For a courtyard in Long Island City, Queens, the need for shade provides an opportunity to push the limits of up-and-coming designers through the Museum of Modern Art and MoMA PS1’s annual collaboration, the Young Architects Program. The program, now in its 17th year, gives young architects the chance to design a temporary outdoor installation for the museum’s PS1 outpost in Queens. It recently announced this year's winning design, which will encase the entire museum's courtyard in a colorful web of ropes.
The kaleidoscopic framework, called "Weaving the Courtyard," is the brainchild of Escobedo Solíz Studio, the Mexican architecture practice of Lazbent Escobedo and Andres Solíz. The young designers specialize in environmentally friendly and solutions-based architecture that, in their words, “belongs to its place.”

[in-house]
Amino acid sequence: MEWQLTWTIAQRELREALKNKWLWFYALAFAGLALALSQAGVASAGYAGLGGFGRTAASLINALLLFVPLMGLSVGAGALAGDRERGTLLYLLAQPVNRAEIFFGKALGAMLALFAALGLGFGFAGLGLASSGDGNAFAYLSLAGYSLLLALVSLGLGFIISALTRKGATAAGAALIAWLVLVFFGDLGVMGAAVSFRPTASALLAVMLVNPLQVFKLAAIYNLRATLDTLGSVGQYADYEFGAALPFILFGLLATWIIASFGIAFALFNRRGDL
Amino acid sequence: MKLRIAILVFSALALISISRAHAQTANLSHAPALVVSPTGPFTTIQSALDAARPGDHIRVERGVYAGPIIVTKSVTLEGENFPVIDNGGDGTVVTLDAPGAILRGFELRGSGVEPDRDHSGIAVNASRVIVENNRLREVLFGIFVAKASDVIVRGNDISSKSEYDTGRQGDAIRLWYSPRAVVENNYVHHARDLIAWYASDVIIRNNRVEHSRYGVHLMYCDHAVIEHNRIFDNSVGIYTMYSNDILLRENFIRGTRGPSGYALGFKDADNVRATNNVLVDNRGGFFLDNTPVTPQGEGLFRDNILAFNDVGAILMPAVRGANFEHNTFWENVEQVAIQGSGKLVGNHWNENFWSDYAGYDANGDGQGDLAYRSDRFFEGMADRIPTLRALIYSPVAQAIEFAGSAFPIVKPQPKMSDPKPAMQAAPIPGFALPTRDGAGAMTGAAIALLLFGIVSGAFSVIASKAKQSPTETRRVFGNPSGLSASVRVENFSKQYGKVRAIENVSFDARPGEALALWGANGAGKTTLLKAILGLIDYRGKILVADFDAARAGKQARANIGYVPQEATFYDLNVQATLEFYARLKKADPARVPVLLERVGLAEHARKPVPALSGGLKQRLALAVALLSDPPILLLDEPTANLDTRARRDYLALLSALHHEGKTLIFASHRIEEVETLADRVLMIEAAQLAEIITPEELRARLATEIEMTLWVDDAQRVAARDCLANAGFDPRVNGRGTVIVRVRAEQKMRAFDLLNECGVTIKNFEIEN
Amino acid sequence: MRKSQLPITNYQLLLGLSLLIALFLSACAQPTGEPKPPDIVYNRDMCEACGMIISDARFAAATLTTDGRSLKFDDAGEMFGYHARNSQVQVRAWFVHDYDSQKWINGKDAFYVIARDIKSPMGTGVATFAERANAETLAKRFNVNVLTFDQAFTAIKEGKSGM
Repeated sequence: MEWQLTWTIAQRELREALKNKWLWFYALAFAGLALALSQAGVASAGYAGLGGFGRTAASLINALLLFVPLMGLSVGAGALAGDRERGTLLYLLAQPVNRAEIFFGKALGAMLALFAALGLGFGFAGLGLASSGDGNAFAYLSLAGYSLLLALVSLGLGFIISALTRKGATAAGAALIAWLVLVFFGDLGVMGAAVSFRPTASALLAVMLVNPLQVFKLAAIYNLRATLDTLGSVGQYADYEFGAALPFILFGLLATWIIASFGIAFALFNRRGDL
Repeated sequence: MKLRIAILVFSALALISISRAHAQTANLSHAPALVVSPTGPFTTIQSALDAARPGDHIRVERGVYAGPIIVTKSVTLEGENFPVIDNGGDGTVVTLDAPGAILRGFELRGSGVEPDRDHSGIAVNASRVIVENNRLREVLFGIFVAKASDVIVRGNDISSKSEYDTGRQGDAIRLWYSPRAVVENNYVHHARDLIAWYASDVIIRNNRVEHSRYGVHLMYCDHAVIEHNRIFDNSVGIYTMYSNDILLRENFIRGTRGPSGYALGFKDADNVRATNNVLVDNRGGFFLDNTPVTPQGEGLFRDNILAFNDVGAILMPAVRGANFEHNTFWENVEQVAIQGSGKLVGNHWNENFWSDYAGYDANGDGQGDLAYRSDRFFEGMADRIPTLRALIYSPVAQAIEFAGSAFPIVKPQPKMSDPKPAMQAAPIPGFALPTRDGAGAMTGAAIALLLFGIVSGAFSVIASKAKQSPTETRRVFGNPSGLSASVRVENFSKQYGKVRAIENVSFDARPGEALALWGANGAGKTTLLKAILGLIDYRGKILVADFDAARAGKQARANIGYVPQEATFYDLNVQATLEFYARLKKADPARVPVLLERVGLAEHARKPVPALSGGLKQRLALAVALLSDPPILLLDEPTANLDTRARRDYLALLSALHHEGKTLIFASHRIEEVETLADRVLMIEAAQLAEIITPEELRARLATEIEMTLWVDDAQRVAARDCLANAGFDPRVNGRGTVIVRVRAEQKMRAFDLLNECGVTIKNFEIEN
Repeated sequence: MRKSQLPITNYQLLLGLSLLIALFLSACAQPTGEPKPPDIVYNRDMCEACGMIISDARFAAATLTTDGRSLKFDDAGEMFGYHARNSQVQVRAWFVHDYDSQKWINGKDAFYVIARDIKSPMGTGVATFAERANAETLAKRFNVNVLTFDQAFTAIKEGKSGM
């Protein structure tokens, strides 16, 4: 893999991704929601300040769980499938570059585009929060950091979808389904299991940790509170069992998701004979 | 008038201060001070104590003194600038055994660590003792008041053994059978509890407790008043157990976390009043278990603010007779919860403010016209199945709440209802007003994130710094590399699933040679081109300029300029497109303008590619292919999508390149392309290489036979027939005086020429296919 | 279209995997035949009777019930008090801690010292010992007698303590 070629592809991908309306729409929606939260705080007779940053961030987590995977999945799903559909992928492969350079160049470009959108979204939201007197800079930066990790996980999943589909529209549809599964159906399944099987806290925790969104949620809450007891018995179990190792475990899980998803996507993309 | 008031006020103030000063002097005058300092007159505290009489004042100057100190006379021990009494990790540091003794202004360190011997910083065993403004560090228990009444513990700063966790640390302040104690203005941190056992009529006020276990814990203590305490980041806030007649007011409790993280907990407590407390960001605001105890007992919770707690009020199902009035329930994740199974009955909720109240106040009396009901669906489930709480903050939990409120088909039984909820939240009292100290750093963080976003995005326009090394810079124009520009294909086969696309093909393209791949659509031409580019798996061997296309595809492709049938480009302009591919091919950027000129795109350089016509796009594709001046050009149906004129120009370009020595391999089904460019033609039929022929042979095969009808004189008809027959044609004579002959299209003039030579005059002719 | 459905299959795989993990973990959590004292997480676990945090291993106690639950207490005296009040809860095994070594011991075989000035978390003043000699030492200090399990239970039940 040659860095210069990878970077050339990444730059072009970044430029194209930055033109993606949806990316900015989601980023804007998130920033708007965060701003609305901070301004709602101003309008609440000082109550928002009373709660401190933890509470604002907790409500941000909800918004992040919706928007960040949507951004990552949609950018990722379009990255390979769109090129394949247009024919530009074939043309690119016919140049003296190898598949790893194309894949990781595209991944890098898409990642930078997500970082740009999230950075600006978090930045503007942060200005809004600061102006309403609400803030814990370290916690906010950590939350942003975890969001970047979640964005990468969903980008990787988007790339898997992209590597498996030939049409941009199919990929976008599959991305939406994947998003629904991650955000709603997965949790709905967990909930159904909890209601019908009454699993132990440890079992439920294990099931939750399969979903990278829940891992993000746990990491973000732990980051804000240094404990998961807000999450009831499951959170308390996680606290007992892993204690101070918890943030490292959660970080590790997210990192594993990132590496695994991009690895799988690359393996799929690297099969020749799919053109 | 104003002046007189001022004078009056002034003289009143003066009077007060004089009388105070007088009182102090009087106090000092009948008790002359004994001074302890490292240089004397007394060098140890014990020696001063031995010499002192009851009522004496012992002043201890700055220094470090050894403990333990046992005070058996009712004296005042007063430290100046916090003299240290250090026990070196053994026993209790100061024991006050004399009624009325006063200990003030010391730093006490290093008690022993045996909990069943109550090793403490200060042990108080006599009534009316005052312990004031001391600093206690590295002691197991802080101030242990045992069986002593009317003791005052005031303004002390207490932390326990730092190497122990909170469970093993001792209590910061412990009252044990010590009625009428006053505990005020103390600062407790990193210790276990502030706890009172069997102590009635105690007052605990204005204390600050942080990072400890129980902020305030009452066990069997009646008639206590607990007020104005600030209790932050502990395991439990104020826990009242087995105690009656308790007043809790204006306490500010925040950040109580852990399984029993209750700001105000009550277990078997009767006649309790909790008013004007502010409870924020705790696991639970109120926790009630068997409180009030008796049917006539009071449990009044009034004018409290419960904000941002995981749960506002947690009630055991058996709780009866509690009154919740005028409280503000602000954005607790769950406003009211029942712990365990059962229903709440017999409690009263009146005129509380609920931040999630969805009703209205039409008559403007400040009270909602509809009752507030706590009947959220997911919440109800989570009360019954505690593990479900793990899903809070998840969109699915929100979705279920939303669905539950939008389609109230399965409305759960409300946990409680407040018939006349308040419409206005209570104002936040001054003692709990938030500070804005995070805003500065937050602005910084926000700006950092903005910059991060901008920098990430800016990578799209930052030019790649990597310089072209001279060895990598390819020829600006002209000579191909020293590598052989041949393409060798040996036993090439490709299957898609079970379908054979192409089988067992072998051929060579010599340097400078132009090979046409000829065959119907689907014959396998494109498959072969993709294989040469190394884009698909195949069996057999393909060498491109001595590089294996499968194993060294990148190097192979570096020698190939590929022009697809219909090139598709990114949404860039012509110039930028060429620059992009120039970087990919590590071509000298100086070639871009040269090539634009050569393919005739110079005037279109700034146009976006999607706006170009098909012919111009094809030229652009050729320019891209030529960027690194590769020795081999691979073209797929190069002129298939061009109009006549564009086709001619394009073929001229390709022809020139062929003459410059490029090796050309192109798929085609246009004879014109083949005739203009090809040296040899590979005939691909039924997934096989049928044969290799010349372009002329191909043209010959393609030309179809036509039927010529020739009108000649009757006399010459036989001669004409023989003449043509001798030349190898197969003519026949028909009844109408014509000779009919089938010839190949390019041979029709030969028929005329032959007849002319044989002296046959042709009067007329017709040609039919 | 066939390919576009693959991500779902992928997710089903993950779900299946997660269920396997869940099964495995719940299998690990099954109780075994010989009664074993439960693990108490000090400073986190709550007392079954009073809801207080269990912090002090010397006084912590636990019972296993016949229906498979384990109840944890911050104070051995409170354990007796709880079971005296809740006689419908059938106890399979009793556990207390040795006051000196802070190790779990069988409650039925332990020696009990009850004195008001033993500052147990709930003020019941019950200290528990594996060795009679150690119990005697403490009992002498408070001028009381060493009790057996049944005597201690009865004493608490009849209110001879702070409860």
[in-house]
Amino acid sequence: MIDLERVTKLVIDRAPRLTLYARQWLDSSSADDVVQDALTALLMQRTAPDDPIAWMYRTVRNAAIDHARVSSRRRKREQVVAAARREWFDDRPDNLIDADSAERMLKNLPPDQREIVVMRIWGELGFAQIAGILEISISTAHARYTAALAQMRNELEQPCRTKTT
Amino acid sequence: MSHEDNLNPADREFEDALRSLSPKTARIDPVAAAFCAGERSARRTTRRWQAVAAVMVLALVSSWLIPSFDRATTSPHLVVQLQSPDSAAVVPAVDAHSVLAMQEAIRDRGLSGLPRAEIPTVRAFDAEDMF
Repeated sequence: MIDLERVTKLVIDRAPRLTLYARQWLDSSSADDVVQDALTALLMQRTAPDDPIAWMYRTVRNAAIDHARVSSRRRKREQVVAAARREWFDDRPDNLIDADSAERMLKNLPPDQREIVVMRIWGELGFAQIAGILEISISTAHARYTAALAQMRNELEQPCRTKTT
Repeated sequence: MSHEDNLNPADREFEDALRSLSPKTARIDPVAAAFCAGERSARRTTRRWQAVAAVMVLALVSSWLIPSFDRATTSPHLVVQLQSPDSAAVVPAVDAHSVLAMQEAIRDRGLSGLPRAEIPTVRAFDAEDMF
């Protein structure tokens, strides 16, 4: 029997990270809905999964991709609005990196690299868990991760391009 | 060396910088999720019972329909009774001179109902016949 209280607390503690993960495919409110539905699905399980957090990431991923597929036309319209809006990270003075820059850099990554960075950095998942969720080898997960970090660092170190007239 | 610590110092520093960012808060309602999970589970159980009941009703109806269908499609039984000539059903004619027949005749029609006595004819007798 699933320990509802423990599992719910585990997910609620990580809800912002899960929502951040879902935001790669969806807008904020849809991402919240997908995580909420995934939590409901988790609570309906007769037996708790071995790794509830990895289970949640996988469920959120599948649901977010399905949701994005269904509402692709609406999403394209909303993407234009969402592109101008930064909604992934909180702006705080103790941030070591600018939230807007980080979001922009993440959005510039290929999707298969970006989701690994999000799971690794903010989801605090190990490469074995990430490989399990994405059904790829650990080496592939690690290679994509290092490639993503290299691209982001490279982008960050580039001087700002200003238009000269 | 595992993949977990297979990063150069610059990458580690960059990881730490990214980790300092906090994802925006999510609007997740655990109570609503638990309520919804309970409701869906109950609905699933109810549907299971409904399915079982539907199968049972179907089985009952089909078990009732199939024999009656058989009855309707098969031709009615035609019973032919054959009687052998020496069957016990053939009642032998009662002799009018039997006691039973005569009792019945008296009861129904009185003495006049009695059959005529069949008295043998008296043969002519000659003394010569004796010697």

In this case, that means a wild web of colorful ropes suspended over the PS1 courtyard to provide both shade and artistic ambiance. Ropes will be threaded through pre-existing holes in the current buildings, creating what the architects call “both sky and landscape” in a release. To top it all off, there will be a reflective wading pool for visitors (a feature Hyperallergic’s Carey Dunne speculates will function more like a kiddie pool for the “sweaty drunk hordes” who attend the museum’s summertime Warm Up events). The ropes will be taken down and reused at the end of the installation.
“Weaving the Courtyard," is just the latest of many innovative and surreal landscapes created by the museum’s competition winners. Over the years, architects have filled the courtyard with everything from gigantic bouncy balls and hammocks to a stylized beach to a huge stained glass flower. For the design-minded folks, summer can’t come soon enough.